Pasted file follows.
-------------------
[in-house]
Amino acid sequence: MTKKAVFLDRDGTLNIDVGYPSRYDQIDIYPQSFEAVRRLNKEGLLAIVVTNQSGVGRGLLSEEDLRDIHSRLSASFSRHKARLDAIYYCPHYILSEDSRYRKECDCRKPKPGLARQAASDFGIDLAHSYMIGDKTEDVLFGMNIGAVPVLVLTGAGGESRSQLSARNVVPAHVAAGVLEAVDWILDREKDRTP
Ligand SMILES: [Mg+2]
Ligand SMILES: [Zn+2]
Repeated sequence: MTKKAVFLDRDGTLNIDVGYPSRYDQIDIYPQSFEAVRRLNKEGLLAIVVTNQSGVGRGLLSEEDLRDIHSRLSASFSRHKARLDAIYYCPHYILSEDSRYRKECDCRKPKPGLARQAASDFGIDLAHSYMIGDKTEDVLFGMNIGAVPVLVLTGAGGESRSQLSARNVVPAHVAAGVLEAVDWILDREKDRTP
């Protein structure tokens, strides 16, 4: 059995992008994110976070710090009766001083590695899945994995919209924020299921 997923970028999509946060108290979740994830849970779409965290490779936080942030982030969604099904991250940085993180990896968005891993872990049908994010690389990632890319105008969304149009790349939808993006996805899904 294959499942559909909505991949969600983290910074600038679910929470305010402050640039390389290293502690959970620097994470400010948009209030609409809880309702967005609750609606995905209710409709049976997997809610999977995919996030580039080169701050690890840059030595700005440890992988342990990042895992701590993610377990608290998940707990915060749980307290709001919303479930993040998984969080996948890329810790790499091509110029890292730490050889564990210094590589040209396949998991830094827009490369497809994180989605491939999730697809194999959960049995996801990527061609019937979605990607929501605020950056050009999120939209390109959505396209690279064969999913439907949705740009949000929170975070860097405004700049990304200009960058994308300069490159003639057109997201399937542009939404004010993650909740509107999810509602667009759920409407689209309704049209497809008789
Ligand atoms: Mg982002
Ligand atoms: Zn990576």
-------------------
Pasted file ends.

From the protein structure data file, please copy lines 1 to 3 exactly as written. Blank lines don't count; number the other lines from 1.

[in-house]
Amino acid sequence: MTKKAVFLDRDGTLNIDVGYPSRYDQIDIYPQSFEAVRRLNKEGLLAIVVTNQSGVGRGLLSEEDLRDIHSRLSASFSRHKARLDAIYYCPHYILSEDSRYRKECDCRKPKPGLARQAASDFGIDLAHSYMIGDKTEDVLFGMNIGAVPVLVLTGAGGESRSQLSARNVVPAHVAAGVLEAVDWILDREKDRTP
Ligand SMILES: [Mg+2]